Paz, Bolivia, to Arica on the coast.
(HN, 10/20/98)(Econ, 12/6/03, p.34)
1904 Oct 21, Panamanians
clashed with U.S. Marines in Panama in a brief uprising.
1904 Oct 22, The Russian Baltic
fleet mistakenly fired on British fishing ships near Dogger Bank
killing 2 fishermen. The fleet was in fear of Japanese torpedo
(ON, 5/04, p.7)
1904 Oct 24, Moss Hart
(d.1961), American playwright, director and librettist, was born in
(WUD, 1994, p.648)(AP, 8/18/98)(HN, 10/24/00)
1904 Oct 28, In NYC the City
Hall station subway station opened. The station closed in 1945 when
subway cars moved their doors to the center, because this created a
dangerous gap between the exit point on the train and the platform.
1904 Oct 28, In NYC the City
Hall station subway station opened. The station closed in 1945 when
subway cars moved their doors to the center, because this created a
dangerous gap between the exit point on the train and the platform.
1904 Oct 28, The St. Louis,
Missouri, police tried a new investigation method—fingerprints.
1904 Nov 1, George Bernard
Shaw's "John Bull's Other Island," premiered in London.
1904 Nov 4, Harvard Stadium
became the 1st stadium built specifically for football.
1904 Nov 8, Theodore Roosevelt
(R) defeated Alton B. Parker (D) in US presidential elections.
Roosevelt had succeeded the assassinated William McKinley.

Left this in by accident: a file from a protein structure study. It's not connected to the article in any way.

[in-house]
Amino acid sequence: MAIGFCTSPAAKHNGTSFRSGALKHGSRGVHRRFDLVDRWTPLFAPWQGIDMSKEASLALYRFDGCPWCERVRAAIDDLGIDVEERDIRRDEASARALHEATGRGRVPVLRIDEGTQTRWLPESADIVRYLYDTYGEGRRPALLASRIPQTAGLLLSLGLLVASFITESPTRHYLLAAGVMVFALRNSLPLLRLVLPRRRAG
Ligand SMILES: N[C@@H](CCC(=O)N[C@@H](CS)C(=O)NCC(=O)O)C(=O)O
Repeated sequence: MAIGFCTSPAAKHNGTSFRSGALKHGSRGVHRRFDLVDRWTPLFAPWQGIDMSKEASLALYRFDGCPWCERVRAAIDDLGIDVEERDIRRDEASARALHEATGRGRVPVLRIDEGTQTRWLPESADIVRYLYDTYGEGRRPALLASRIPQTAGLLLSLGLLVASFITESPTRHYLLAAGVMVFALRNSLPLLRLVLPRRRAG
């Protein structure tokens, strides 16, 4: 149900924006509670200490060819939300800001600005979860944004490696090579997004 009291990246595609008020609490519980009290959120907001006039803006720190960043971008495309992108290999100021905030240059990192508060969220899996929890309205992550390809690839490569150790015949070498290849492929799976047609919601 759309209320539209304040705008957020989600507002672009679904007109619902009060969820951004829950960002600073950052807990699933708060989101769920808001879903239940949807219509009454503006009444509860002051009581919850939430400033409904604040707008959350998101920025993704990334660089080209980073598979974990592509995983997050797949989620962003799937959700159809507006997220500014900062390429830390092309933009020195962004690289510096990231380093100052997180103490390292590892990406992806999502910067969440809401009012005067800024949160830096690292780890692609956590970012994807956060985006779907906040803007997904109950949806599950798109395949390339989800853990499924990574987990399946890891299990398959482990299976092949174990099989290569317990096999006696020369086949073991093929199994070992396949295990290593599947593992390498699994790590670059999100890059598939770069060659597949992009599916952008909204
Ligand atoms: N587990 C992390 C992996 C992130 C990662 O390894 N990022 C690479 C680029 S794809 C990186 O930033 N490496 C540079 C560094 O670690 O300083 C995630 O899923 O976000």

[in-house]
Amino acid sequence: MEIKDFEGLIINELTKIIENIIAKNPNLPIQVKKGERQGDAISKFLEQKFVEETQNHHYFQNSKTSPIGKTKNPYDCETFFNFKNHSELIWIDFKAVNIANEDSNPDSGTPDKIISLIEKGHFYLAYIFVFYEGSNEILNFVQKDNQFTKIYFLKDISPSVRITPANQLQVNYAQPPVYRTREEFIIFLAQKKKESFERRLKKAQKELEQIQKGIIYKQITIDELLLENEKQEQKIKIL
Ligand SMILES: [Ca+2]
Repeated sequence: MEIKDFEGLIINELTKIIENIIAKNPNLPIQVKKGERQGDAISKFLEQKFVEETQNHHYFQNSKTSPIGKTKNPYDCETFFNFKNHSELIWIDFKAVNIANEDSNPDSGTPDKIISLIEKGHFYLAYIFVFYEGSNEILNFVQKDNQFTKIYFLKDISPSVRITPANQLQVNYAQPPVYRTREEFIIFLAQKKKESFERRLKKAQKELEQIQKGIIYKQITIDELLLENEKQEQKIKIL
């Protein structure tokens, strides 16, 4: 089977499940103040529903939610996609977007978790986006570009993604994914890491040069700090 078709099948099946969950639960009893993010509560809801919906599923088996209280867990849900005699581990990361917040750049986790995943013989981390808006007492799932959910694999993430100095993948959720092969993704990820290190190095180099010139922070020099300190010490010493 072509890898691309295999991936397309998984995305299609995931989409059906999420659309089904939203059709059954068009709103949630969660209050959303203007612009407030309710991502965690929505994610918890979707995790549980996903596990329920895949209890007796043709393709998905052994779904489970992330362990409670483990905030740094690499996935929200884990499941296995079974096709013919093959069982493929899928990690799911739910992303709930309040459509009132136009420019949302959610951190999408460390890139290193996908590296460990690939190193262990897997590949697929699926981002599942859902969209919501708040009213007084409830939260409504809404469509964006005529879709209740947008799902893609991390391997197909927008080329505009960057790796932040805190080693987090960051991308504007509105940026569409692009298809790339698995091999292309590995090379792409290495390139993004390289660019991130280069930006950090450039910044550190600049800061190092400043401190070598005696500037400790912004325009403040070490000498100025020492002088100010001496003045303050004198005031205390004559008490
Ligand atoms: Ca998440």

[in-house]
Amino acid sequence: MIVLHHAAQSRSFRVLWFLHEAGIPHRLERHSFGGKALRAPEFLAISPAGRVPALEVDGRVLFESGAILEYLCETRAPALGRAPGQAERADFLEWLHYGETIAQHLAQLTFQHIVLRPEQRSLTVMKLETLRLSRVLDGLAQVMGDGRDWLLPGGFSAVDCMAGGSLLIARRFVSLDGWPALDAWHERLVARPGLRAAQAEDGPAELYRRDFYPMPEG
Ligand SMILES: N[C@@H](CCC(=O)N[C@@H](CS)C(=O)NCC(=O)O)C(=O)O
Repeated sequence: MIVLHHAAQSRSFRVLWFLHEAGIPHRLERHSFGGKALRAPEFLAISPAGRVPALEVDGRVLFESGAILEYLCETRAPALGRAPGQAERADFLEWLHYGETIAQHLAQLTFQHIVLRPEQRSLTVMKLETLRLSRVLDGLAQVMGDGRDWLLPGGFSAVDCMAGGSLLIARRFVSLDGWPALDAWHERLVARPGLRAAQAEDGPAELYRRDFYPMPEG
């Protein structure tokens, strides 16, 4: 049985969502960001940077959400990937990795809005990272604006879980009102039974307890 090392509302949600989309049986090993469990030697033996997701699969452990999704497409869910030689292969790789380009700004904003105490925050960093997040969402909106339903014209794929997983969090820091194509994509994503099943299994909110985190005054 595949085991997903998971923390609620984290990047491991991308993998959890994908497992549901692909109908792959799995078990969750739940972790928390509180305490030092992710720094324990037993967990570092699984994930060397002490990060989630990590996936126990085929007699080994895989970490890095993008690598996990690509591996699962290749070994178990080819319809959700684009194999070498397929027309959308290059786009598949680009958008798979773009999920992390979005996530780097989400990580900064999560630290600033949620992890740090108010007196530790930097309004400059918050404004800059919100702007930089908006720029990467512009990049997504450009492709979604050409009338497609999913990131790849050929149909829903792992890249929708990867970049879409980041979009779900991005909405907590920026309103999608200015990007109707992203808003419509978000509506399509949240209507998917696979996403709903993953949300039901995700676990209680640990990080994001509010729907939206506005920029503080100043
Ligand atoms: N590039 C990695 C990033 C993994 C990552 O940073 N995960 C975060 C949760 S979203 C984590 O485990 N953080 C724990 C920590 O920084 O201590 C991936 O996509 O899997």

(HN, 11/6/98)(AP, 11/8/04)
1904 Nov 9, 1st airplane flight
to last more than 5 minutes.
1904 Nov 11, Alger Hiss, State
Department official who hid papers in a pumpkin, was born.
1904 Nov 11, The Harcourt
Building in Boston, which housed the new photography studio of Fred
Holland Day, burns down. He lost decades of work and a priceless
collection of other people’s work.
(Civilization, July-Aug. 1995, p.40-47)
1904 Nov 15, King C. Gillette
patented his Gillette razor blade.
1904 Nov 17, Isamu Noguchi,
sculptor (1963 Fine Arts Medal), was born.
1904 Nov 17, George Cohan's
musical "Little Johnny Jones," premiered in NYC.
1904 Nov 21, Coleman Hawkins,
jazz saxophonist, was born.
1904 Nov 21, Motorized
omnibuses replaced horse-drawn cars in Paris.
1904 Nov 23, Russo-German talks
broke down because of Russia's insistence to consult France.
1904 Nov 27, A German colonial
army defeated Hottentots at Warmbad in Southwest Africa (later
1904 Nov 28, Nancy Mitford,
English author (Love in a Cold Climate), was born. The eldest of 7
Mitford children was born to Lord and Lady Redesdale. In 2001 Mary
S. Lovell authored "The Sisters: The Saga of the Mitford Family."
Jessica Mitford, author of "The American Way of Death" (1963) died
(SSFC, 1/6/02, p.M1)(MC, 11/28/01)
1907 Nov 28, Alberto Moravia,
Italian novelist, novelist, was born. His work included "The
Conformist" and "Conjugal Love."
1904 Nov 28, The pivotal
capture by the Japanese of 203 Meter Hill overlooking Port Arthur
occurred during the bloodiest battle of the Russo-Japanese War of
1904-05. The battle of November 28-December 5, 1904, resulted in